There are many of us who are drowning in our possessions and starving for relationships—authentic, deep, caring, rich, beautiful, healthy, and complex relationships that no amount of stuff can buy.  We could sell our house and still be bereft of relationship.  We could retain our house and all of its possessions but lose our connection to the community.  We are creatures of habit and prey of creditors, and so we buy, collect, hoard, and store those things that keep us comfortable and in debt, when being a little more uncomfortable and unencumbered might help us to see the kingdom more clearly and experience it more readily.  We make purses, plastics, shoes, appliances, gadgets, and gizmos that are designed to wear out, to become obsolete and disposable instead of designing and promoting sustainability and long-term investment.  I am reminded of the guy that fixed my washer a few years back. It is very old and is reaching the end of its life span.  “These old washers are so much better than the new ones,” he said.  “They break down less often.”

“Sell your possessions,” says Jesus.  And there is the crux.  Here is a trust issue.  Leave it to Jesus to show us our resistance, our growing edge, and our point of discomfort with our possessions, each other, and him.  Leave it to Jesus to show where we have misplaced our trust.  Do we trust God to provide for the day and the need, or do we stockpile for the future?  Remember, in the desert, the manna that was left overnight was the manna that also spoiled.  It would not keep.  So the pages of unread books turn yellow, the film and photos grow brittle, the glue and paint become hard and useless, the batteries spoil and no longer work.  There is an energy to this universe and it wants to flow.  There is saving and there is hoarding; there is being thrifty and there is miserliness.  We can generally tell the difference with others, but much less with ourselves.  Where have we put our treasure, where have we put our value, and why have we put it there and not somewhere else?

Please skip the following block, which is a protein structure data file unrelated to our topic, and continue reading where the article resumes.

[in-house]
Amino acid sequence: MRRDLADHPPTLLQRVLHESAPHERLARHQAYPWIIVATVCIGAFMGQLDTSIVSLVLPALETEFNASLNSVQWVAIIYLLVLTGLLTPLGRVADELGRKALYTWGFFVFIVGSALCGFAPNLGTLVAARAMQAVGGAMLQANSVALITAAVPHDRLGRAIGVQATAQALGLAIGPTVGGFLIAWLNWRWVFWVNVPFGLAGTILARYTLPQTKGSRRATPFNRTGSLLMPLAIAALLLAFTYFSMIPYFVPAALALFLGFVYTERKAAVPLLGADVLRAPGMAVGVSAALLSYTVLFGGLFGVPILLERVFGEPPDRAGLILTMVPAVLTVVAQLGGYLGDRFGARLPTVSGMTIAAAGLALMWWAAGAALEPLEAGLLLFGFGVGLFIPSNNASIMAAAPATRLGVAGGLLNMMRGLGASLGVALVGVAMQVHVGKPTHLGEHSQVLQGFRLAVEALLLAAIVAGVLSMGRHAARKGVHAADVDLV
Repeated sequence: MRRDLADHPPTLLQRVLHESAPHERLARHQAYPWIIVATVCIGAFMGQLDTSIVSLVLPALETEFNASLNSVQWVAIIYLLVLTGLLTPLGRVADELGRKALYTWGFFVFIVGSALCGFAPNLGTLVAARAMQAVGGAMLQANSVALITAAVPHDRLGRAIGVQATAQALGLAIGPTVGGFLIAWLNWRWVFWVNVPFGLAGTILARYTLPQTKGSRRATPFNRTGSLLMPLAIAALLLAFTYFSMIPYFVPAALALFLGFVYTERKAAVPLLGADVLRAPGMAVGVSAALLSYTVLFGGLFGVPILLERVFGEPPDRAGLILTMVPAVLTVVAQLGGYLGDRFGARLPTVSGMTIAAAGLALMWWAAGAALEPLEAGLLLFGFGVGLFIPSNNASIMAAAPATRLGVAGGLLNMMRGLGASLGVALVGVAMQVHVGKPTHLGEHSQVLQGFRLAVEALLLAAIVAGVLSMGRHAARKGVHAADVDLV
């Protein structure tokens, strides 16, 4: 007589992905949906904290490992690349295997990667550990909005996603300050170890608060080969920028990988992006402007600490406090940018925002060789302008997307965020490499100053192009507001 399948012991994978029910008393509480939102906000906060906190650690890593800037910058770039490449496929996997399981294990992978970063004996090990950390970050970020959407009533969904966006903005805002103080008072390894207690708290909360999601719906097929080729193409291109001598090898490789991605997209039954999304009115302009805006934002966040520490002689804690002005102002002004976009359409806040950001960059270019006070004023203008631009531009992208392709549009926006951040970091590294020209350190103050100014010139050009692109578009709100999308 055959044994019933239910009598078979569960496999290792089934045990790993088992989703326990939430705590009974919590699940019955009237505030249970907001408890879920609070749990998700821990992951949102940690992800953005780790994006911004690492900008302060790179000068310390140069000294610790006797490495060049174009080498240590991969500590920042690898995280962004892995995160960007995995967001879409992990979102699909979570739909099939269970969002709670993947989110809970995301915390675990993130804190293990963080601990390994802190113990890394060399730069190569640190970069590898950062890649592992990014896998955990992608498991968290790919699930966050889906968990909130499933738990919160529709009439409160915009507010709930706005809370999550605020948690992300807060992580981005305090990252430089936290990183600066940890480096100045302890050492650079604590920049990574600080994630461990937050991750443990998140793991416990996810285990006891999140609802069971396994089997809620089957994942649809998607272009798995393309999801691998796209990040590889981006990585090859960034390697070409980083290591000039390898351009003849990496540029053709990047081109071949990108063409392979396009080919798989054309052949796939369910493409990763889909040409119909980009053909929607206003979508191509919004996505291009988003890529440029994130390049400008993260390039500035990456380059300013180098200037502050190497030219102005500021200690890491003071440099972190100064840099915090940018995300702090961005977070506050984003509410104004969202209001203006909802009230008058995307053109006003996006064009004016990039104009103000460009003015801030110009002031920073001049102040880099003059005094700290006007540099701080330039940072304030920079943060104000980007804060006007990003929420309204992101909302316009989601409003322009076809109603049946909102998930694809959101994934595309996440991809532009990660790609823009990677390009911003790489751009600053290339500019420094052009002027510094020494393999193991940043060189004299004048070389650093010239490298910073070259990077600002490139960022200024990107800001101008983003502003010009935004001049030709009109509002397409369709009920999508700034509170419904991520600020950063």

Friends, the manna will not keep for another day, and you are also the manna that will not keep.  Someday, despite the safety precautions of your parents, despite the barns that you are building, and the possessions that you are accumulating, you will join the heavenly angels.

So—friends, a modern-day parable.  It is told by Benjamin Zander in The Art of Possibility: Transforming Professional and Personal Life (Penguin, 2002):

“Four young men sit by the bedside of their dying father. The old man, with his last breath, tells them there is a huge treasure buried in the family fields.

The sons crowd around him crying, ‘Where, where?’ but it is too late.

The day after the funeral and for many days to come, the young men go out with their picks and shovels and turn the soil, digging deeply into the ground from one end of each field to the other.

They find nothing and, bitterly disappointed, abandon the search.

But the next season the farm has its best harvest ever.”[1]
[1] Benjamin Zander, The Art of Possibility: Transforming Professional and Personal Life (Penguin, 2002).